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The Next Miracle of Elisha--Part 1

May 15, 2009

In the days leading up to the Salt Company meetings in Nebraska, the Lord revealed a number of things to each of us, which we put together at the meetings themselves. Most of these revelations are too detailed to give here, but they tied together a number of biblical prophecies that relate to the coming ministry.

We received little or no revelation about the next miracle-sign of Elisha until we had completed the Salt Covenant decree that I mentioned yesterday. Once that work was completed, then the Lord immediately began to reveal the meaning of the next sign--the two bears in 2 Kings 2:23 and 24,

" (23) Then he went up from there to Bethel; and as he was going up by the way, young lads came out from the city and mocked him and said to him, 'Go up, you baldhead; go up, you baldhead!' (24) When he looked behind him and saw them, he cursed them in the name of the Lord. Then two female bears came out of the woods and tore up forty-two lads of their number."

Our first reaction may be one of horror, and perhaps one might find fault with Elisha for cursing children who were just having a bit of fun at his expense. But first, let us get a proper view of the scene. A lot of children do foolish things without realizing the consequences of their actions. (How well I remember those days.) But first of all, these were not ten-year-old children.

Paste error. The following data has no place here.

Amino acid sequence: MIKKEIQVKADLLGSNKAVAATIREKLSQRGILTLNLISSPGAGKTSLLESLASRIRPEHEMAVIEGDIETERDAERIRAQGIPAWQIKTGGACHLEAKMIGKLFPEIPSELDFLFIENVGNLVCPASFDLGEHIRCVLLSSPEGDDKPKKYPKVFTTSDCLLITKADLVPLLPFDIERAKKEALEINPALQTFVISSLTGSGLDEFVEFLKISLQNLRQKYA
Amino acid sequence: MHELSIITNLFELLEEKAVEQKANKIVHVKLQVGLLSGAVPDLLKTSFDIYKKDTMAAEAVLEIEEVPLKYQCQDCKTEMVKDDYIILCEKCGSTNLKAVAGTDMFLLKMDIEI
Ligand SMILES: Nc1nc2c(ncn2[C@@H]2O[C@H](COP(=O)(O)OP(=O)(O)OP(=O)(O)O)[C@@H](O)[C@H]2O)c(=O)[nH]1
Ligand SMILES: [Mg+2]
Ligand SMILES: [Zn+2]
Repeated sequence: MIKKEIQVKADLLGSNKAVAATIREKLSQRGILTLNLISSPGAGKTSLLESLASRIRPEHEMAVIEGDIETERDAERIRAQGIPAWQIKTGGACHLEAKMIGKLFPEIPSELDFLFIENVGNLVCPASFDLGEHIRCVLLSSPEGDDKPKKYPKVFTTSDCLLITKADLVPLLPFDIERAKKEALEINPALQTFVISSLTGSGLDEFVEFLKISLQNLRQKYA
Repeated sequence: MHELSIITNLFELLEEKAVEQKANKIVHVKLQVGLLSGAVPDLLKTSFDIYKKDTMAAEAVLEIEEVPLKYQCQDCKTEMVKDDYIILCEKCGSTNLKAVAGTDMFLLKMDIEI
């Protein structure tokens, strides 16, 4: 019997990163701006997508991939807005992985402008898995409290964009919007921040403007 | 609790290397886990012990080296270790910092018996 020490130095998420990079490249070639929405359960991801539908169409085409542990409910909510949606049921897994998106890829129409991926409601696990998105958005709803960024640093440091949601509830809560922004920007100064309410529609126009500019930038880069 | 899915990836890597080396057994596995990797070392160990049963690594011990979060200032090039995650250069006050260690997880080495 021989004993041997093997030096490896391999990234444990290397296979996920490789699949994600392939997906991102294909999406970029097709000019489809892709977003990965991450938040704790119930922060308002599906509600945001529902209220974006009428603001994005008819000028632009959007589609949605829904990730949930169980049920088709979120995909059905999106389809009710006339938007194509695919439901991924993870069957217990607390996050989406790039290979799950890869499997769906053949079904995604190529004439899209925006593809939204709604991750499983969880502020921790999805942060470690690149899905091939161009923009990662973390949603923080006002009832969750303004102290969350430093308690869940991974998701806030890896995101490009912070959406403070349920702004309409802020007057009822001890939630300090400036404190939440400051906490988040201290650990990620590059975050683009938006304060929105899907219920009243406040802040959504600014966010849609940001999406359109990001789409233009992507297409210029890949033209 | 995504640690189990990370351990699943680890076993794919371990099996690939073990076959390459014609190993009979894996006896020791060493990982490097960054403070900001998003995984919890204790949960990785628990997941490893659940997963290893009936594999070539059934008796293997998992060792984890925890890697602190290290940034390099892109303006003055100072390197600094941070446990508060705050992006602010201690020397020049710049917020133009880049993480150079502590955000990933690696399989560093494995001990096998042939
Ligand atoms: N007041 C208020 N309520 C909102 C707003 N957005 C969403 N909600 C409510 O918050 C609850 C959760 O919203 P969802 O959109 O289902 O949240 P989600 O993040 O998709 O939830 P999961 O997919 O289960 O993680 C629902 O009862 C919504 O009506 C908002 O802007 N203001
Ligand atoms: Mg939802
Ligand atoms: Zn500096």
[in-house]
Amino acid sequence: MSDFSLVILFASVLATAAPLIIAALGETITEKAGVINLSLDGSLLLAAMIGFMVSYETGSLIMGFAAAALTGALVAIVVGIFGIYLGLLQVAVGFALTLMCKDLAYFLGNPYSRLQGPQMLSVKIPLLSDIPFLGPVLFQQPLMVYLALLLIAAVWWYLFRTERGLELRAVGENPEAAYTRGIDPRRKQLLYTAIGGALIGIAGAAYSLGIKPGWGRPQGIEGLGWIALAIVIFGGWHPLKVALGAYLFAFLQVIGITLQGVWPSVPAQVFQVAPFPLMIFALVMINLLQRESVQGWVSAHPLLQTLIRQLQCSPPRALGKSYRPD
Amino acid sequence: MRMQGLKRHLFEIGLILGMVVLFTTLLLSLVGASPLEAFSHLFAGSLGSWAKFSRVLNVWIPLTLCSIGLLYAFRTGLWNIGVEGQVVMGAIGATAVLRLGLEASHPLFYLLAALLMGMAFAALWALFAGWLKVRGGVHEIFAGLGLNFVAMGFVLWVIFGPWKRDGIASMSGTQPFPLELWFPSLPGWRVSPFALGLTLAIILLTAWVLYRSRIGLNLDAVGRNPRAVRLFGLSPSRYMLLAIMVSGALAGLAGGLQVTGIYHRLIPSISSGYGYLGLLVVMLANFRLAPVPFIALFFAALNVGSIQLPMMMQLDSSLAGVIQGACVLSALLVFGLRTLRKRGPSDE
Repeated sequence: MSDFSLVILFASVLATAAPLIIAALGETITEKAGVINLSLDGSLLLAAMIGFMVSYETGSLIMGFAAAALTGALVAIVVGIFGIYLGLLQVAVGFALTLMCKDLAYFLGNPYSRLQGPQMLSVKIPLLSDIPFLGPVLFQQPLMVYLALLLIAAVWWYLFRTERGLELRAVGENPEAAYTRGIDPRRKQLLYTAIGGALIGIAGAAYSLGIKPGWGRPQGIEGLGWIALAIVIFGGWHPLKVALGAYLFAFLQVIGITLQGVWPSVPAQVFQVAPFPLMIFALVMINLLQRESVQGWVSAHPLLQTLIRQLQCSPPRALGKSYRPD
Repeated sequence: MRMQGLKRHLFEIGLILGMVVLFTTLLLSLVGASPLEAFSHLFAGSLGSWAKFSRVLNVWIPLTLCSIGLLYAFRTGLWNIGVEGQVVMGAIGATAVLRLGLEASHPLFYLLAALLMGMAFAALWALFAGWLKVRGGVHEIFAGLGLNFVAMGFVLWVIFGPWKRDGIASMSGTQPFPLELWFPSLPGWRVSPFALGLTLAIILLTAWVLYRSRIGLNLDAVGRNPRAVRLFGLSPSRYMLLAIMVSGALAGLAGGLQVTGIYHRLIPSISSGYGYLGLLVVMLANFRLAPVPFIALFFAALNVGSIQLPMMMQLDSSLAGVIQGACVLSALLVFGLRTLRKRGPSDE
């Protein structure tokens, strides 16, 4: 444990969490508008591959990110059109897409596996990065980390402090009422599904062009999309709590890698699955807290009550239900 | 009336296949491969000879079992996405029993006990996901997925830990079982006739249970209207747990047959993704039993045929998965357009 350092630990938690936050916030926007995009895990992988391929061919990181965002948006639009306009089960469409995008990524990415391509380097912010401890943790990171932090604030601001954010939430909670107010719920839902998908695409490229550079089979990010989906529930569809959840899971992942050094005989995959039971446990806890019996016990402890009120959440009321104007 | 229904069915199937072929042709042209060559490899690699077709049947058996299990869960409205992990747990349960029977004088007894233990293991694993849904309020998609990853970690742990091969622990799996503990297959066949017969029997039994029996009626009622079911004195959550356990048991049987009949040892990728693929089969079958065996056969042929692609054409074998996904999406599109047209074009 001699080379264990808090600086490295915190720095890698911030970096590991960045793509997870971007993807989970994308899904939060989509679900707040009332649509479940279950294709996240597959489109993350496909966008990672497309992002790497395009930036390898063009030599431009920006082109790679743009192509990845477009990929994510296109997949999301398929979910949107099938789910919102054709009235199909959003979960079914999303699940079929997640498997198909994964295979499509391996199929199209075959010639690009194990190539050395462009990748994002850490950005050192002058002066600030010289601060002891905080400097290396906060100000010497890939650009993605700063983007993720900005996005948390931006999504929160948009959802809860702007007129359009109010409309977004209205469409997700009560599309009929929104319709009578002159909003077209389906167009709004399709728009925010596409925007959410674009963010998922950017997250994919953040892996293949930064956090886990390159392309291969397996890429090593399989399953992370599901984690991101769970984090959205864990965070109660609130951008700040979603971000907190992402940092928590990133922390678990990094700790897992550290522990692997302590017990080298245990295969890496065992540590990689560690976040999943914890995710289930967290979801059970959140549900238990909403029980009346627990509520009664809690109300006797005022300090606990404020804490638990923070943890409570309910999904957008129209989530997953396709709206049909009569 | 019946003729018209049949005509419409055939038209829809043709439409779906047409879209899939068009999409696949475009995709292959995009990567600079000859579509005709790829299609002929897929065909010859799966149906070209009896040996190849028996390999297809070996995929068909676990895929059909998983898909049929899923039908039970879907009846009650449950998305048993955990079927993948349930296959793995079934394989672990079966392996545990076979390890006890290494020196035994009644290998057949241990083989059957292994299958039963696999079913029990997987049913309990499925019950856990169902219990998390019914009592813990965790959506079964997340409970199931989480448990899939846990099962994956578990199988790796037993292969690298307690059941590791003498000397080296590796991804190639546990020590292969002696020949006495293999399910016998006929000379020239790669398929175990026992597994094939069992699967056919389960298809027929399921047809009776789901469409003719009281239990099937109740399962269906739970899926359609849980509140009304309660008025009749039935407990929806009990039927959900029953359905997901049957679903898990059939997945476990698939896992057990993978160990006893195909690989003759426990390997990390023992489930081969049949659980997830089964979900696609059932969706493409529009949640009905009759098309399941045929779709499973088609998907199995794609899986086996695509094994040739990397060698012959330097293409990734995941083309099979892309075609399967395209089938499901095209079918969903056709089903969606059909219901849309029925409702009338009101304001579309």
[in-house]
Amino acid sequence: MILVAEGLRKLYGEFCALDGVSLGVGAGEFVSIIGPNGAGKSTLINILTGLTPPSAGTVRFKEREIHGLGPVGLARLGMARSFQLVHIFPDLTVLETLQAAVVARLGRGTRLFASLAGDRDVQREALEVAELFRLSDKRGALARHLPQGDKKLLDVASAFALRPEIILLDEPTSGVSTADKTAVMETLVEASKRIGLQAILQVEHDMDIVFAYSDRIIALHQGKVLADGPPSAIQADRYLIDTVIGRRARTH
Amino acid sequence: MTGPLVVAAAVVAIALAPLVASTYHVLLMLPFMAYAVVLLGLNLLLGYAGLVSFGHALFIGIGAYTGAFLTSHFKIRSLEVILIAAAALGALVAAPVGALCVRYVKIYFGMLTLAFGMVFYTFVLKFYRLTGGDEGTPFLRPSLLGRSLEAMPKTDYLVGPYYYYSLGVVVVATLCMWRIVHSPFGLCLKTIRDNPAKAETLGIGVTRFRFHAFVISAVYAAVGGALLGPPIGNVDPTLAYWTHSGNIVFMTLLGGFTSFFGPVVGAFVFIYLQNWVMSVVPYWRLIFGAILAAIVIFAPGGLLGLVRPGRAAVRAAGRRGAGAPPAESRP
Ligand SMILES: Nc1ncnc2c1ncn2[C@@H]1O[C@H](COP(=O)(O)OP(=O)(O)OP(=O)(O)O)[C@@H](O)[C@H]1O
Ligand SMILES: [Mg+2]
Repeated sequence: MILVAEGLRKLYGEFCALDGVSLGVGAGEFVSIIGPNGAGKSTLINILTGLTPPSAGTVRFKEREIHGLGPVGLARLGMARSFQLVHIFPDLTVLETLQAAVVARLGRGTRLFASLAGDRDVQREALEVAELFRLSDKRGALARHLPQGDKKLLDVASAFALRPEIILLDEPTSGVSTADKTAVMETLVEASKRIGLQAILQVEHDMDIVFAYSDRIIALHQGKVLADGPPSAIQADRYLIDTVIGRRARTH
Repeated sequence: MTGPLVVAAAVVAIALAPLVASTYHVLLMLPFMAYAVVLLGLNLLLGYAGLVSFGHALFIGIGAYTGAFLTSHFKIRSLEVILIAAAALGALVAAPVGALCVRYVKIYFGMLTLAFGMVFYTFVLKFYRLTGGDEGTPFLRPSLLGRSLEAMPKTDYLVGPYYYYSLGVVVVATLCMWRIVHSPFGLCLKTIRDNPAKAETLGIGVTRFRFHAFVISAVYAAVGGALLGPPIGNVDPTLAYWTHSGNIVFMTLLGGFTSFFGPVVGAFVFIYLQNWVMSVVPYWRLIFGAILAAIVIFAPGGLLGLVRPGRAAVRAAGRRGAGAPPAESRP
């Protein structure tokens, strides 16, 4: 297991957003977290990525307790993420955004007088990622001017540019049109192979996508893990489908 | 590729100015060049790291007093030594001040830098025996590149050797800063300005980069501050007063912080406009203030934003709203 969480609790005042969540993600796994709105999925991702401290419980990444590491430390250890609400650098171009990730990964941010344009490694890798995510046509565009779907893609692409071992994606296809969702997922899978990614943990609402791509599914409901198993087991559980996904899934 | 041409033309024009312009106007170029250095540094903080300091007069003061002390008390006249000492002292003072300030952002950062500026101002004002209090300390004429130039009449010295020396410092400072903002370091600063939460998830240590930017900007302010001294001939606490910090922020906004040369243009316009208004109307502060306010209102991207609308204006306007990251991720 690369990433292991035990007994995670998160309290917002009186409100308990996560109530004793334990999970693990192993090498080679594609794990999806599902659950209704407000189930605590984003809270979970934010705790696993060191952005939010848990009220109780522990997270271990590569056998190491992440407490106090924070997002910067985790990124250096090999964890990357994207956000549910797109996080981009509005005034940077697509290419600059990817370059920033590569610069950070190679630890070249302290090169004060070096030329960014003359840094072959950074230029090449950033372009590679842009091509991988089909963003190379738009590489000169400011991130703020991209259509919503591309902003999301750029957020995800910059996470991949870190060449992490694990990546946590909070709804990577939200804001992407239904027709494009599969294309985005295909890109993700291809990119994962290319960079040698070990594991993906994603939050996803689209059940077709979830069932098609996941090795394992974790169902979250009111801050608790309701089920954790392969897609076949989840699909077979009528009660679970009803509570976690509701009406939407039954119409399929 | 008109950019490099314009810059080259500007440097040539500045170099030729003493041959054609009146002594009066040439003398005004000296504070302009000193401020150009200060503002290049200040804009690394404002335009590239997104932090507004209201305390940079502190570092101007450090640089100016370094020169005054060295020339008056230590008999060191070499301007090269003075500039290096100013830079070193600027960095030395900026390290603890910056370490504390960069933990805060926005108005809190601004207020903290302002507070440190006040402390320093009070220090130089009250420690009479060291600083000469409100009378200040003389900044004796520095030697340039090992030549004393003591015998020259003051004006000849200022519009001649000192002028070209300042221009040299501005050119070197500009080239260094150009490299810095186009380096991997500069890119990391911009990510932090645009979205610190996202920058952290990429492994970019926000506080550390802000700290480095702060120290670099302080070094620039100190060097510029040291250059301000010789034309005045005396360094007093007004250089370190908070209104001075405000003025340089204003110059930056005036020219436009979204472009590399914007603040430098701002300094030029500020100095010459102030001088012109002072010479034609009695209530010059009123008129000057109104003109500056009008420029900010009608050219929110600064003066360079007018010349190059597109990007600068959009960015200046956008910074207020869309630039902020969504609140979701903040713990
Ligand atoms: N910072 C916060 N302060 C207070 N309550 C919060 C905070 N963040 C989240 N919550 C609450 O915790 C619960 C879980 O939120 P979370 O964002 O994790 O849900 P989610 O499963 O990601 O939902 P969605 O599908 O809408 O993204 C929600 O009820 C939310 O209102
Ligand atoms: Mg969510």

Dr. Bullinger's notes in The Companion Bible tell us that the Hebrew term for "young lads" is na'ar, a word used to describe Isaac in Gen. 22:5 when his father was told to make him a living sacrifice. Bullinger says that Isaac was 28 at the time, but the book of Jasher says that he was actually 37 years old.

Likewise, the term is used of Joseph in Gen. 41:12, when the butler told Pharaoh that a "young man" was in the prison who could interpret his dream. Joseph was 30 at the time. Finally, Jeroboam was called a "young man" (na'ar) in 1 Kings 11:28. We do not know how old he was, but in the same verse he was called "a mighty man of valor," and he was old enough to become Israel's king after the death of Solomon.

Bullinger also lists Rehoboam, son of Solomon as being a na'ar, but does not give the reference. I do not have time to find the reference now, but 1 Kings 14:21 says that he was 41 years old when he began to rule in Jerusalem.